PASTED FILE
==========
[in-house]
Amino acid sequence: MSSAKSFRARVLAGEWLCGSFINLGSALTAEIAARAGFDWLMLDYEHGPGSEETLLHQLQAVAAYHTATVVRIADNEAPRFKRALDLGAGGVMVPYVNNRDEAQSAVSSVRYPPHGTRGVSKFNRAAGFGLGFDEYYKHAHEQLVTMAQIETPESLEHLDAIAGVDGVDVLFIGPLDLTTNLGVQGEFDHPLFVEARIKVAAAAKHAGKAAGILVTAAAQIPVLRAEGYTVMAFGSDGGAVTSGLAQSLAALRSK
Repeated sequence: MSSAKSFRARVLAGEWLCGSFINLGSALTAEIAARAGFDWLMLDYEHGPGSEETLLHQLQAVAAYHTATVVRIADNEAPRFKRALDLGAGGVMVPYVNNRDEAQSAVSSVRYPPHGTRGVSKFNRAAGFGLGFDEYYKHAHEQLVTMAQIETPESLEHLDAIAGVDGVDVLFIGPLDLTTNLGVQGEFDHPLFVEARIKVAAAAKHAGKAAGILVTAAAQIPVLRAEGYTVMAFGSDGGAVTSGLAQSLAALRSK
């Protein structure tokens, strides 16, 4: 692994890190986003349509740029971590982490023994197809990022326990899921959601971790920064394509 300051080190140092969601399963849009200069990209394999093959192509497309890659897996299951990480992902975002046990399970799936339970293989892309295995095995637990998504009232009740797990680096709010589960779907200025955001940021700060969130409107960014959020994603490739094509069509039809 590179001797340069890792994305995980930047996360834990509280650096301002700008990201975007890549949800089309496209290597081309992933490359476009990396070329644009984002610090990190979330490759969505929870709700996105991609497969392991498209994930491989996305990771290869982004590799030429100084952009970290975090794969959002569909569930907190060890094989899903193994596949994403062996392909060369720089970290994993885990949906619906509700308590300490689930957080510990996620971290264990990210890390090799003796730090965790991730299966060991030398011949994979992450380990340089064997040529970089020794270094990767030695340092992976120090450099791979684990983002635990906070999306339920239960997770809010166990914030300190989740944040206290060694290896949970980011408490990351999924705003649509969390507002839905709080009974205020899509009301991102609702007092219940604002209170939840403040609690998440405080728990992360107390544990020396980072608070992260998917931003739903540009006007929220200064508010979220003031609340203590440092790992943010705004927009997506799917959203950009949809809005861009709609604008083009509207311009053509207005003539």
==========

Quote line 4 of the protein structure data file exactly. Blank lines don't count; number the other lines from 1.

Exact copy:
């Protein structure tokens, strides 16, 4: 692994890190986003349509740029971590982490023994197809990022326990899921959601971790920064394509 300051080190140092969601399963849009200069990209394999093959192509497309890659897996299951990480992902975002046990399970799936339970293989892309295995095995637990998504009232009740797990680096709010589960779907200025955001940021700060969130409107960014959020994603490739094509069509039809 590179001797340069890792994305995980930047996360834990509280650096301002700008990201975007890549949800089309496209290597081309992933490359476009990396070329644009984002610090990190979330490759969505929870709700996105991609497969392991498209994930491989996305990771290869982004590799030429100084952009970290975090794969959002569909569930907190060890094989899903193994596949994403062996392909060369720089970290994993885990949906619906509700308590300490689930957080510990996620971290264990990210890390090799003796730090965790991730299966060991030398011949994979992450380990340089064997040529970089020794270094990767030695340092992976120090450099791979684990983002635990906070999306339920239960997770809010166990914030300190989740944040206290060694290896949970980011408490990351999924705003649509969390507002839905709080009974205020899509009301991102609702007092219940604002209170939840403040609690998440405080728990992360107390544990020396980072608070992260998917931003739903540009006007929220200064508010979220003031609340203590440092790992943010705004927009997506799917959203950009949809809005861009709609604008083009509207311009053509207005003539």